March 1, 2006 To lessen the impact of chemotherapy on bone marrow cancer patients, hematologists are recruiting the patients' own immune systems to help. White blood cells are extracted before a bone marrow transplant, treated to up their activity, and injected back after chemotherapy. Doctors hope to test technique on other patients with immune deficiencies, including HIV.
BALTIMORE--A heavy dose of chemo takes a huge toll on cancer patients' bodies, making them weak and prone to infection. Now, a new, life-saving therapy is helping some cancer patients win the war against a deadly disease.
Having bone marrow cancer hasn't slowed down Todd Ewell, but the chemotherapy to fight the disease stopped him in his tracks. "It's kind of like if you had the worst flu in your life for about six weeks straight," he says.
The body's immune system takes a beating from chemotherapy. Patients can't fight off infection or disease, but Todd's body fought back, thanks to a new immune-boosting therapy.
Aaron Rapoport, a hematologist and oncologist at the University of Maryland Greenebaum Cancer Center in Baltimore, says, "What we're seeking to do is to harness the power of the patient's own immune system."
Before a bone marrow transplant, hematologists collect a patient's own immune cells, then activate, or turn on, the cells in a lab. The enhanced cells are injected back into the patient, along with a pneumonia vaccine, jump-starting the immune system. "It will be better able to respond to infections and also be better able to attack and eliminate cancer cells that may remain," Dr. Rapoport tells DBIS.
The new therapy worked wonders for Todd. "It's going fantastic. It's almost like it never happened." His cancer is in complete remission, and now he's focused on rebuilding his life cancer free.
Doctors are hopeful the new therapy could be tested and used to treat other people with compromised immune systems liked HIV patients and the elderly.
BACKGROUND: A new form of immunotherapy combines a vaccine with an infusion of a person's own T-cells that have been given a "jump start" and then are grown in the laboratory. The new approach helps to restore cancer patients' ability to fight off infection after high-dose chemotherapy. It could also one day be used to treat others with compromised immune systems, such as those with HIV and the elderly.
THE STUDY: Patients with advanced myeloma, a cancer of the plasma cells in the bone marrow, received high-dose chemotherapy and a bone marrow transplant. They received a series of vaccinations against a common bacterial form of pneumonia as well as an injection of their own lab-enhanced immune cells. Researchers found the therapy was most effective when patients received vaccinations before the bone marrow transplant to jump-start their immune system, and then collected the "vaccine-primed" T cells, activated them in the lab, and gave them back to the patients 12 days after the transplant. Within one month, those patients showed significant improvement in their immune response. The researchers will next combine this T-cell therapy with a cancer vaccine that would target tumor cells, hopefully to one day enhance the body's immune response to cancer.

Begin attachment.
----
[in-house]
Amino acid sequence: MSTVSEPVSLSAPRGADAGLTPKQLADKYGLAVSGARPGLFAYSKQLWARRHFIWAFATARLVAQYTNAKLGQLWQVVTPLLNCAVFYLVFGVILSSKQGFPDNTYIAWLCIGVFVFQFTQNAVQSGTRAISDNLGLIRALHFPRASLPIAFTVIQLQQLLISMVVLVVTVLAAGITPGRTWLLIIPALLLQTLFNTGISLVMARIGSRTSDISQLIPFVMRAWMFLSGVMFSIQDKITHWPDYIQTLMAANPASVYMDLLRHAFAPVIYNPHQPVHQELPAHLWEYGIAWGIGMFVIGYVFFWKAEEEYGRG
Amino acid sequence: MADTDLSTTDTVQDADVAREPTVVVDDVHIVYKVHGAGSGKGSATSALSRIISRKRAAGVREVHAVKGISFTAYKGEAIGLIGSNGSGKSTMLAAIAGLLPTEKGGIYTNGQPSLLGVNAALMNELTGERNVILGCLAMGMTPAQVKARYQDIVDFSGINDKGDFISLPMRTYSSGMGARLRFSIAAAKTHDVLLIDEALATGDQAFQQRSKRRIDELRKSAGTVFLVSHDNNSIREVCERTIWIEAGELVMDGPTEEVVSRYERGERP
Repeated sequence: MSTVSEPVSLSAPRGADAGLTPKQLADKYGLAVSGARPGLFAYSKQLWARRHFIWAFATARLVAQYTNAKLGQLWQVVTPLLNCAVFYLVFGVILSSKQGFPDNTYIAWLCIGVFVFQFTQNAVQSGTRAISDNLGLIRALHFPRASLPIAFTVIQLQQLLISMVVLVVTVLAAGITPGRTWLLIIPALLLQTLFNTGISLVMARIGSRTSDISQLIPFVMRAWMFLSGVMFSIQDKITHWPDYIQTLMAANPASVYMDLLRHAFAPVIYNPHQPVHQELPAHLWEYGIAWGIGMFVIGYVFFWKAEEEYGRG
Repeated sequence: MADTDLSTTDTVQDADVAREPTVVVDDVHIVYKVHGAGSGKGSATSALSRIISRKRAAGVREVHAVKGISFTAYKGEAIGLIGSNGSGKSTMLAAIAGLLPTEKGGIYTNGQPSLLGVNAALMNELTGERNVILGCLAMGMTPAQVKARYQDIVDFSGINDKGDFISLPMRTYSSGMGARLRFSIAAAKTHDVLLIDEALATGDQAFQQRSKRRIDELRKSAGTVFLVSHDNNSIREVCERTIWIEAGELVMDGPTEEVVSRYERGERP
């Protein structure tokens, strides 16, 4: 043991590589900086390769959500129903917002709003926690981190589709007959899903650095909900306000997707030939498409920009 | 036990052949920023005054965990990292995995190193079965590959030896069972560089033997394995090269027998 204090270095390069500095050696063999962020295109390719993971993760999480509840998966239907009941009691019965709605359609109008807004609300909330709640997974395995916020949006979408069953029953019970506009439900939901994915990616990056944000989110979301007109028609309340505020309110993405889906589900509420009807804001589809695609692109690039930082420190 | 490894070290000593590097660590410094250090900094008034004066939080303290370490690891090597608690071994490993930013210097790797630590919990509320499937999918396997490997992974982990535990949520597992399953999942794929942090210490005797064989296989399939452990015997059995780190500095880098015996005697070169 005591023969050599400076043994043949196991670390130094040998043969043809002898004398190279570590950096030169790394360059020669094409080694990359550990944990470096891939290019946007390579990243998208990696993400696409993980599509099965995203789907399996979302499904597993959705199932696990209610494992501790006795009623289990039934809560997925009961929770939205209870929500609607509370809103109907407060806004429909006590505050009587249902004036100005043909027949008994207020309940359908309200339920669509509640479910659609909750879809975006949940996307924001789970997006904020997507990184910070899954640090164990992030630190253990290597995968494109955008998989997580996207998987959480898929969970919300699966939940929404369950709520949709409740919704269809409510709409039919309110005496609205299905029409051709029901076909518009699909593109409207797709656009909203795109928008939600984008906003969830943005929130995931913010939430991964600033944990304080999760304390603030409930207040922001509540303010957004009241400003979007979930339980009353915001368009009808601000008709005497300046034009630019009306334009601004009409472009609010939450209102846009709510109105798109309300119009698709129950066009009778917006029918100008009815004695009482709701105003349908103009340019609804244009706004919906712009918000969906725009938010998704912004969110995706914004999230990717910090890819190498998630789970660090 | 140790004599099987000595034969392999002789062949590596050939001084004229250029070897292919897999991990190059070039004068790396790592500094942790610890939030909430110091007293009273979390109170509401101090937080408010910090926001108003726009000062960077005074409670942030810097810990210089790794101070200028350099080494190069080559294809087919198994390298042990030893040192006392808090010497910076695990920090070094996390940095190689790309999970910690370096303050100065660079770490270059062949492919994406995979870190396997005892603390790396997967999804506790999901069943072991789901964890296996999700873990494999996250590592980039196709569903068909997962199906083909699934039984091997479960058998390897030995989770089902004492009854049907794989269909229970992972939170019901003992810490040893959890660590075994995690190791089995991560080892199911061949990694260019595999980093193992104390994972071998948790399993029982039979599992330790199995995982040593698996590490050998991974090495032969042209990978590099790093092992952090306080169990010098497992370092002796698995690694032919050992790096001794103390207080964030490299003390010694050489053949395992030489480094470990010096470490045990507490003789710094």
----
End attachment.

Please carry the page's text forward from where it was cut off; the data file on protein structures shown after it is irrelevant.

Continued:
WHAT IS IMMUNOTHERAPY? A slow or non-functioning immune system is a serious problem for cancer patients, especially those who receive intensive chemotherapy prior to bone marrow transplants. Patients are at high risk of developing infections and recurrence of their cancer. Immunotherapy stimulates a patient's own immune system to work harder. It's often used in conjunction with other forms of therapy -- in the case of cancer, it is combined with surgery, radiation therapy, or chemotherapy. In general, immunotherapy is most likely to be effective when treating small cancers and is less effective for advanced stages of the disease.
WHAT ARE T-CELLS? T-cells are a type of white blood cell called lymphocytes, and help the immune system fight off diseases. There are two kinds of T-cells. T4 cells are "helper" cells that lead the attack against infections. T8 cells are "suppressor cells" that end the immune response, although they can also kill cancer cells and cells infected with a virus. Scientists tell T4 and T8 cells apart by the different proteins attached to the outside of each cell. The number of T4 cells in your blood tells you how healthy your immune system is. A person with a healthy immune system has an average T-cell percentage of more than 30 percent.
ABOUT CHEMOTHERAPY: Chemotherapy is a treatment for cancer, in which certain drugs (poisonous to cancer cells) are injected into the blood to kill cancer cells or to stop them from spreading. They can travel around the body and attack cancer cells wherever they find them, so chemotherapy is used when cancers have spread beyond one region of the body.
Editor's Note: This article is not intended to provide medical advice, diagnosis or treatment.